Monday, February 16, 2009

Digital Natives, Digital Immigrant

Digital Natives, Digital Immigrants
by Marc Prensky

In Prensky's article he discusses how the new generation of children are unlike any generation of children before. Today's generation is a digital generation "that have spent their entire lives surrounded by and using computers, video games, digital music players, video cams, cell phones, and all the other toys and tools of the digital age". Prensky coins the people of older generations who are trying to learn the new digital technologies as "digital immigrants". These "digital immigrants" have a different accent then the digital natives and this causes problems because the skills that the digital natives possess are still foreign to the digital immigrants. The digital immigrants are slower and do tasks step-by-step which causes the digital native to lose interest. Prensky says that "the biggest problem facing education today is that our digital immigrant instructors, who speak an outdated language are struggling to teach a population that speaks an entirely new language". He suggests that digital immigrant teachers should abandon their traditional ways of teaching and adopt to teaching methods that better suit digital natives. He argues that digital natives learn differently then digital immigrants did because their brains are different. Todays students have a different thinking pattern then digital immigrants. He argues that the old way of memorization and learning new facts with just a paper and pencil is not a sufficient way of learning for digital natives. He suggests teaching digital natives through the use of video games. He argues the success that has been proven through the use of computer aided software.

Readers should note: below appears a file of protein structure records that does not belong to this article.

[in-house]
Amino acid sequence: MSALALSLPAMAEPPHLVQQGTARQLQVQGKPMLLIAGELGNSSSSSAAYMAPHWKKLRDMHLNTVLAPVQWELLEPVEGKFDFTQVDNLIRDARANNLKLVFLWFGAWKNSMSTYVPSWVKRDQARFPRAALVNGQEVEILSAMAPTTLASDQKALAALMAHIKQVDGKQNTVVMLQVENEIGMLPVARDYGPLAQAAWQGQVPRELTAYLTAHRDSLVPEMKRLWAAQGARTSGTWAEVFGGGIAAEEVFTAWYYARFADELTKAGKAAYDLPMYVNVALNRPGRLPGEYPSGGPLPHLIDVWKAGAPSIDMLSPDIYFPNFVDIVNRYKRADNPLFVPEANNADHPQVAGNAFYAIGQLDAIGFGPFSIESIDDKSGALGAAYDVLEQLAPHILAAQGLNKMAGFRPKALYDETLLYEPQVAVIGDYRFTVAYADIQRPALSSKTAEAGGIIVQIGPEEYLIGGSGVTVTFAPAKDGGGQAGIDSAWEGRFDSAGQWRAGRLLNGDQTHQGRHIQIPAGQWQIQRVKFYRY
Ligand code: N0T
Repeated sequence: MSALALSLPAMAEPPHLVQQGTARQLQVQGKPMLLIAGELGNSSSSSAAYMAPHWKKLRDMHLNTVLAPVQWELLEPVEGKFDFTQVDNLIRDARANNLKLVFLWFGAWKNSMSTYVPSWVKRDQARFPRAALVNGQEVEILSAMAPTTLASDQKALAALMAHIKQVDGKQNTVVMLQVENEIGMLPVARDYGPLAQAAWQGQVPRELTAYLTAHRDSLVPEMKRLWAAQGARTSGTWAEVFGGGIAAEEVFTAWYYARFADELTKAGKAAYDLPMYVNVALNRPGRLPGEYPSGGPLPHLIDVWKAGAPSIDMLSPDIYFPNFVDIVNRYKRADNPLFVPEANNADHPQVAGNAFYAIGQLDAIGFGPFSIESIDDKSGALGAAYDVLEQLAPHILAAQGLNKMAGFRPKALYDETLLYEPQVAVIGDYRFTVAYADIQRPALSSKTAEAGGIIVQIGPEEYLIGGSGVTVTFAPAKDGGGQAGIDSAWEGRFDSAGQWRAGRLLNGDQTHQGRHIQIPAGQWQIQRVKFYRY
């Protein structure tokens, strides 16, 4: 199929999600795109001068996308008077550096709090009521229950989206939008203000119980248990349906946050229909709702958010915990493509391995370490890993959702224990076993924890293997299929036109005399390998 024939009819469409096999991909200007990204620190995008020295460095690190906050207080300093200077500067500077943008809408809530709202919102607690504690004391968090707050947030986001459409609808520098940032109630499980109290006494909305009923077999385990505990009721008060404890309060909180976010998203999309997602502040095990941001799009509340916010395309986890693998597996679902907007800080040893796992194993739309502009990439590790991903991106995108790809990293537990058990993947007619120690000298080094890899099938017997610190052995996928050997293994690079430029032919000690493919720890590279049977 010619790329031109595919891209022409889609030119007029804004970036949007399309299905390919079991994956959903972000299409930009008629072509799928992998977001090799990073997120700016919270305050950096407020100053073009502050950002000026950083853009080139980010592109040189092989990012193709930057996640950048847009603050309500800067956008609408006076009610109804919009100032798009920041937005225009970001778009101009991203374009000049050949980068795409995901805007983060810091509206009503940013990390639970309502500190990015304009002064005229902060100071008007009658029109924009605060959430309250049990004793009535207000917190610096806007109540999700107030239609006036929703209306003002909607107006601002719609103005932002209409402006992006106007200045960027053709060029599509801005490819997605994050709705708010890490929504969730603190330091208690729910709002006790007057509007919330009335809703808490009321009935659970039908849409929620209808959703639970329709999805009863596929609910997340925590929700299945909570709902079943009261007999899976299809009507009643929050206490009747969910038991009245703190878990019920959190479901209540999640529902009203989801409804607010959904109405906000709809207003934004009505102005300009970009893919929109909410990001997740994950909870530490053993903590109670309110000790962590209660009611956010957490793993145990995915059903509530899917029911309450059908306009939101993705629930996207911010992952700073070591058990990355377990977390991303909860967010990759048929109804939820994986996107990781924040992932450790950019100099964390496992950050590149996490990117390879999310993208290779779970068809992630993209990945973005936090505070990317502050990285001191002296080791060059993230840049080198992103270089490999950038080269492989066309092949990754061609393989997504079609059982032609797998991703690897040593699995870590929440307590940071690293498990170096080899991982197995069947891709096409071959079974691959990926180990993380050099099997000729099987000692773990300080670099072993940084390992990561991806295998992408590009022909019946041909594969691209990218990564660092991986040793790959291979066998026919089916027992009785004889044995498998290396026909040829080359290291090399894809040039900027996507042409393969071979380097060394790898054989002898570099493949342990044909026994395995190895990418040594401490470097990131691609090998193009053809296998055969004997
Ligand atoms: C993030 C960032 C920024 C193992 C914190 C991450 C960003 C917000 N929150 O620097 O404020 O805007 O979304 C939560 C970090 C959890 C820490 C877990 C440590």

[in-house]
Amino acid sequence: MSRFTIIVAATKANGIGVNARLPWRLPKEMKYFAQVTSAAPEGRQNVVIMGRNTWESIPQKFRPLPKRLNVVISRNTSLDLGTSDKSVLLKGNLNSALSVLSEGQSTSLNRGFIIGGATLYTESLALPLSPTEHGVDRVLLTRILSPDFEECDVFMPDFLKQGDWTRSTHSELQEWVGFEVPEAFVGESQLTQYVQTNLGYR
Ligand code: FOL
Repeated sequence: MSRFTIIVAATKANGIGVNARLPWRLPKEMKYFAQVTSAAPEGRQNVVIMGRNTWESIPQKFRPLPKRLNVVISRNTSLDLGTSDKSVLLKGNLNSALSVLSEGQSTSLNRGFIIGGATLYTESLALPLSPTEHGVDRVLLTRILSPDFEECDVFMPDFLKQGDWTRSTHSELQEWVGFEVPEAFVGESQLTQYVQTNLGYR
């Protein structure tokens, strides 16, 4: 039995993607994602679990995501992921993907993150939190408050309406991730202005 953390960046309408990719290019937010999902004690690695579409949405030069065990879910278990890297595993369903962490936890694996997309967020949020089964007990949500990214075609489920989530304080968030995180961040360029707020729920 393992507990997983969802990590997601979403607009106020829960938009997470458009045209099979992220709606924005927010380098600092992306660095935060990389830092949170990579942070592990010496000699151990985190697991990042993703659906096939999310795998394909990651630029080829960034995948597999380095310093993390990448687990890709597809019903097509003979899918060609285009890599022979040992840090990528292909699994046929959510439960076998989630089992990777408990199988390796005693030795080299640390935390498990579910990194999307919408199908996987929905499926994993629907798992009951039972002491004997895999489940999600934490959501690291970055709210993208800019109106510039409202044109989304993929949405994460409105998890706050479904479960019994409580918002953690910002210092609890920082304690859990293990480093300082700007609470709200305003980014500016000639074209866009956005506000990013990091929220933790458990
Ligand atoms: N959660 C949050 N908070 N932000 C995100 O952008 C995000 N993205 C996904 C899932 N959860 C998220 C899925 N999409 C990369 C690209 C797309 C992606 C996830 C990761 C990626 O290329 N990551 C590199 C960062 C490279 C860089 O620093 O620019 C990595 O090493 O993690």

I think that using video games is a great and fun way to teach people new things. It only raises one question: What happens when you are a faced with a situation in which you are not able to turn something into a video game. Are we not going to be able to learn it?

Media Literacy

When I first googled media literacy I wasn't completely sure what it was. After reading a few articles about it and then discussing it with my group in class I began to understand what it was. We said that media literacy is a critical thinking process that allows us to analyze and evaluate messages and images provided by/for television, internet, magazines, and other forms of media. I also think that media literacy is the ability to see a form of media and be able to see the subliminal messages that are being shown and not get roped in. It is the ability to look past what they want you to see and not get brain washed into their thinking.

Unlearning the Myths That Bind Us

Unlearning the Myths That Bind Us
By Linda Christensen